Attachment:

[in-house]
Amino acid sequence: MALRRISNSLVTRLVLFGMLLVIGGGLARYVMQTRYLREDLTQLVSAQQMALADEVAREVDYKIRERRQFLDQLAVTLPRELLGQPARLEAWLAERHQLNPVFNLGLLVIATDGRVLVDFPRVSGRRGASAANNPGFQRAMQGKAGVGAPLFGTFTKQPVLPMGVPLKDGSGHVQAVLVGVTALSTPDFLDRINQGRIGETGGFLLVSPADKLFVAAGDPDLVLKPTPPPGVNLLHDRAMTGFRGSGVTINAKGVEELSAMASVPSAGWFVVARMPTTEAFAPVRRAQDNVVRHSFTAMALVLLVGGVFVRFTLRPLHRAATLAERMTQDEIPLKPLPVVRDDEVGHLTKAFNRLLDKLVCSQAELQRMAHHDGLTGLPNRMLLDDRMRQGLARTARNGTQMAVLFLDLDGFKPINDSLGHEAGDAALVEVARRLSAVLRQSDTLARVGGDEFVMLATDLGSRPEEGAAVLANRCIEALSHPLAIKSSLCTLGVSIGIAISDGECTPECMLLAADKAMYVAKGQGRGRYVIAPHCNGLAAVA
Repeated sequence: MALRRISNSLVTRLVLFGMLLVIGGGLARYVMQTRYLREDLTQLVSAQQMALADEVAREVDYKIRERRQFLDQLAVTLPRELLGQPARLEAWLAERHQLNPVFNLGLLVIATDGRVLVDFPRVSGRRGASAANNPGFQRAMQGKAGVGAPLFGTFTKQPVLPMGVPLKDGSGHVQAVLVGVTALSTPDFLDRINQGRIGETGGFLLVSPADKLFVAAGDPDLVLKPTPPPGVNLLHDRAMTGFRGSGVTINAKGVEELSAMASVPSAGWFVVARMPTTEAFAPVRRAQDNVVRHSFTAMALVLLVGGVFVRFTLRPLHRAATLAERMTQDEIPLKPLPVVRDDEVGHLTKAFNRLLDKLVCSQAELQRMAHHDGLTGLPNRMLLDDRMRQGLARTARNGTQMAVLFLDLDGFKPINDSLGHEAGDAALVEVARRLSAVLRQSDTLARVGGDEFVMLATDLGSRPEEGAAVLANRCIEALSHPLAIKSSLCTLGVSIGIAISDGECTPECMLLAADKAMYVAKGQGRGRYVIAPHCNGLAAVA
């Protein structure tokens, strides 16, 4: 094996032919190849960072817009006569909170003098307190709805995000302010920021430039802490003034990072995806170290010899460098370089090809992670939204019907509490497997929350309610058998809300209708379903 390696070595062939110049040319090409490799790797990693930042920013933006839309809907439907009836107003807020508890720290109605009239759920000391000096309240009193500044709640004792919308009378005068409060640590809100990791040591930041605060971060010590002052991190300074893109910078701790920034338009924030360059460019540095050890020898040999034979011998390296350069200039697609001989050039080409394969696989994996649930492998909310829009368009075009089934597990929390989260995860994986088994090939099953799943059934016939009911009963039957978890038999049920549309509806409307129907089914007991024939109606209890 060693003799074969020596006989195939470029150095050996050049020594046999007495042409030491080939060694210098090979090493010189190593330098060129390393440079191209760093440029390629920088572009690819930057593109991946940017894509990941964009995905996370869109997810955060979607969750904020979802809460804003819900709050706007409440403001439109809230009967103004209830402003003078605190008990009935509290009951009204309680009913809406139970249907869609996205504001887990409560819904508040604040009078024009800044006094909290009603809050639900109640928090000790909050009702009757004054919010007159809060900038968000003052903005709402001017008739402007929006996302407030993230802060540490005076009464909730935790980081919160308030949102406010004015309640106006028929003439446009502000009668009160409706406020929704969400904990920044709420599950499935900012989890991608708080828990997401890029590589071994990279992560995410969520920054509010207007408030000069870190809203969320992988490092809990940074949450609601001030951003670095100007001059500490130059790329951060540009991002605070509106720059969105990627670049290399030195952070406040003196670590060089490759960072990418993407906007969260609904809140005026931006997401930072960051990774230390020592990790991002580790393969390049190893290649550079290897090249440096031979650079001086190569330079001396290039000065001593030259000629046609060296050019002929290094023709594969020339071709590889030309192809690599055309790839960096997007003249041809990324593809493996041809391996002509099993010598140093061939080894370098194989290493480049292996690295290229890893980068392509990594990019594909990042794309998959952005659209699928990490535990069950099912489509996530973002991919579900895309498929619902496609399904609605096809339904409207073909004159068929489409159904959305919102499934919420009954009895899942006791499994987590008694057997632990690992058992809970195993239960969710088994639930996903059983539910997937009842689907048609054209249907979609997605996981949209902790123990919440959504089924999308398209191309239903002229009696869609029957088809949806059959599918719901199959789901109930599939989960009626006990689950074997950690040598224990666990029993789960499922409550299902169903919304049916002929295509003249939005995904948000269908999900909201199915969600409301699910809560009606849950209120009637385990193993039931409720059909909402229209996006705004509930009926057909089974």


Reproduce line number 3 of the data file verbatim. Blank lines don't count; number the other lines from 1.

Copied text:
Repeated sequence: MALRRISNSLVTRLVLFGMLLVIGGGLARYVMQTRYLREDLTQLVSAQQMALADEVAREVDYKIRERRQFLDQLAVTLPRELLGQPARLEAWLAERHQLNPVFNLGLLVIATDGRVLVDFPRVSGRRGASAANNPGFQRAMQGKAGVGAPLFGTFTKQPVLPMGVPLKDGSGHVQAVLVGVTALSTPDFLDRINQGRIGETGGFLLVSPADKLFVAAGDPDLVLKPTPPPGVNLLHDRAMTGFRGSGVTINAKGVEELSAMASVPSAGWFVVARMPTTEAFAPVRRAQDNVVRHSFTAMALVLLVGGVFVRFTLRPLHRAATLAERMTQDEIPLKPLPVVRDDEVGHLTKAFNRLLDKLVCSQAELQRMAHHDGLTGLPNRMLLDDRMRQGLARTARNGTQMAVLFLDLDGFKPINDSLGHEAGDAALVEVARRLSAVLRQSDTLARVGGDEFVMLATDLGSRPEEGAAVLANRCIEALSHPLAIKSSLCTLGVSIGIAISDGECTPECMLLAADKAMYVAKGQGRGRYVIAPHCNGLAAVA